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Micro warehouses, under 30-minute delivery: online retailers bet big on quick-commerce




As a result of the pandemic’s supply chain interruptions, the online grocery market has created a new sub-vertical called ‘Quick Commerce’, or q-commerce, where the promise of delivery within 10-30 minutes of buying is the distinctive selling offer.

The majority of these businesses are focused on establishing micro-warehouses closer to the point of delivery and limiting stock at these “dark stores” to under 2,000 high-demand items. In contrast to the typical formula of well-stocked large-format warehouses on the outskirts of towns and cities, this is a new approach. Zepto, a firm created by two 19-year-old entrepreneurs, announced a $60 million investment on November 1st as the newest player in the market.

Dark stores are micro-warehouses that are closer to the point of delivery than larger warehouses, which are often on the outskirts of a city and have a smaller number of them. Zepto’s grocery delivery services are now available in Mumbai, Bengaluru, Chennai, Delhi, and Gurugram, with plans to expand to Kolkata, Pune, and Hyderabad in the near future. Investors such as Nexus Venture Partners, Y Combinator in Silicon Valley, Global Founders Capital, and other angel investors put $60 million into Zepto, indicating the potentially addressable market in which the firm aspires to operate.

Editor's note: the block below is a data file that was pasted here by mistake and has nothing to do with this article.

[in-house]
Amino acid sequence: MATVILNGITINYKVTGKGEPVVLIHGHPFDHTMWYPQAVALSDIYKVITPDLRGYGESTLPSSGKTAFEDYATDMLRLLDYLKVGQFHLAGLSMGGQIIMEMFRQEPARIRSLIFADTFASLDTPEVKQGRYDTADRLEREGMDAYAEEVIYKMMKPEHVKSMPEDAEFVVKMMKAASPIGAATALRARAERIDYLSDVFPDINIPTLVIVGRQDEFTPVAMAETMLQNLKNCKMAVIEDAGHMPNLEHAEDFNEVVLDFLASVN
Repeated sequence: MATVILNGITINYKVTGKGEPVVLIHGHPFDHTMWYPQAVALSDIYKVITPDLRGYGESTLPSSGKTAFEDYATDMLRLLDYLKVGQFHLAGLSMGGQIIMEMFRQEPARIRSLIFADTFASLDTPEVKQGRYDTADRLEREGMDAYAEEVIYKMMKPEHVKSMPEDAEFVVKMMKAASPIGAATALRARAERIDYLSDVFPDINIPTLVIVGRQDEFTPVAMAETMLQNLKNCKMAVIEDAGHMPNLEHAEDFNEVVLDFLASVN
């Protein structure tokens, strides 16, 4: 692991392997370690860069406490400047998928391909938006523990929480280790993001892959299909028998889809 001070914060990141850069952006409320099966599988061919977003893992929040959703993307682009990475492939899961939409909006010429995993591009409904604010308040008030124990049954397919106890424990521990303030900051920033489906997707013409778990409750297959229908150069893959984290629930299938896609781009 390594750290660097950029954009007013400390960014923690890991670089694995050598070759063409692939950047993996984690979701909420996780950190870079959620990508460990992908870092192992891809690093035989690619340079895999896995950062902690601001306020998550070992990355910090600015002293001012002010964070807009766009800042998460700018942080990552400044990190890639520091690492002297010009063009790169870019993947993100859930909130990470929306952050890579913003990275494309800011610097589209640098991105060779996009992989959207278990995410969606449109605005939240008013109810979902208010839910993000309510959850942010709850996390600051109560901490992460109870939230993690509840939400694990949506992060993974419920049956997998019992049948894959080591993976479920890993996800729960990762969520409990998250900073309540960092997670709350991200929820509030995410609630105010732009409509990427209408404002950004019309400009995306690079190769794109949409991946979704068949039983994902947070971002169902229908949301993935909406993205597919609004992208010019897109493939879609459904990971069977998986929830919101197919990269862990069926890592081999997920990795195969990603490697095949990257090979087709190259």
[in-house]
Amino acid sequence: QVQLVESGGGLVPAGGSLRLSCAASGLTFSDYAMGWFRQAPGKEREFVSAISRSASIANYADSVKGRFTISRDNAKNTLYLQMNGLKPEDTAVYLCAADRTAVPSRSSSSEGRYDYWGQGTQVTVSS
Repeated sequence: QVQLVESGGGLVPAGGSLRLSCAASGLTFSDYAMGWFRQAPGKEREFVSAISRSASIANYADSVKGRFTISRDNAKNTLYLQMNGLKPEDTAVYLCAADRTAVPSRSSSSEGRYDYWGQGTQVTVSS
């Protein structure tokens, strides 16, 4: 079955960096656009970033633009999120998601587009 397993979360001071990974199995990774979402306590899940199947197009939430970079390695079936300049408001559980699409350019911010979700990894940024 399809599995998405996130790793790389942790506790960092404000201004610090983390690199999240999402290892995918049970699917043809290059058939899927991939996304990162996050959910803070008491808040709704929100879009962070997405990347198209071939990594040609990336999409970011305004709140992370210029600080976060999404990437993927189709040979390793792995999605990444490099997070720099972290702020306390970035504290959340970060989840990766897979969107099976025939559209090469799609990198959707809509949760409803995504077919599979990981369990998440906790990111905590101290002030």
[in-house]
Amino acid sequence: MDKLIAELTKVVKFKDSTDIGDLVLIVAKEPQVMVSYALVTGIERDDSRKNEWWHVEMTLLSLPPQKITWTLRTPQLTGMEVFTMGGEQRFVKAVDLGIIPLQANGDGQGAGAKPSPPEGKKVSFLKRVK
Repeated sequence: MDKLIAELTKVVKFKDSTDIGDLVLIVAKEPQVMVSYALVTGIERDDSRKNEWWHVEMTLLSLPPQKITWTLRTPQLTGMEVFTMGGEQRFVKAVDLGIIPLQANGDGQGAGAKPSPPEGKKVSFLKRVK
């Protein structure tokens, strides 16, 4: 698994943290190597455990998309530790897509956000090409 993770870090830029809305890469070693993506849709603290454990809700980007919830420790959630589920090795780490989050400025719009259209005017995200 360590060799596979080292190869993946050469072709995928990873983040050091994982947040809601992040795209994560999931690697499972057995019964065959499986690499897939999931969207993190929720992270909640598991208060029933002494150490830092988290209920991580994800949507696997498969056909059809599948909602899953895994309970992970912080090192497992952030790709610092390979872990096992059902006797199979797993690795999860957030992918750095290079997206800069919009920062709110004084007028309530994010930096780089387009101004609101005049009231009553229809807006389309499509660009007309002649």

By 2025, the fast commerce segment is expected to generate $5.3 billion in gross merchandise value (GMV), up from roughly $300 million in 2021. BigBasket is rumored to be considering launching its own 10-minute delivery service, dubbed BBNow. In non-Tier 1 areas, social commerce operator Meesho is considering offering free home delivery on food and grocery orders over Rs 200.

The expansion of traditional e-groceries has been fueled by internet access and a standardized discount approach during the previous 4-5 years. The shift in consumer preference for immediate delivery of top-up purchases and convenience-seeking behavior has created an addressable market for q-commerce firms. Analysts in the retail sector, on the other hand, argue that the business model of giving 10-minute delivery does not alleviate an existing supply-side problem.

In regions like Europe, where venture capital-backed businesses are leading the way, the q-commerce model has gained traction. Nearly a dozen businesses are already active in the field across Europe, including UK startups Dija, Jiffy, and Zapp, as well as Flink and Gorillas from Germany. Miss Fresh and Meituan Maicai have challenged established giants like Alibaba, JD, and Pinduoduo for a piece of the $400 billion online grocery business in China.

These markets’ experiences have revealed how q-commerce business models not only run on razor-thin profit margins, but also address a relatively small portion of the addressable customer demand. While these organizations’ current focus may be on recruiting customers and changing behavior, the necessity for finance at some point in the future may raise issues about their ambitions to become successful. And the path to profitability is projected to be heavily influenced by the consumer’s willingness to pay a premium for speedy services.

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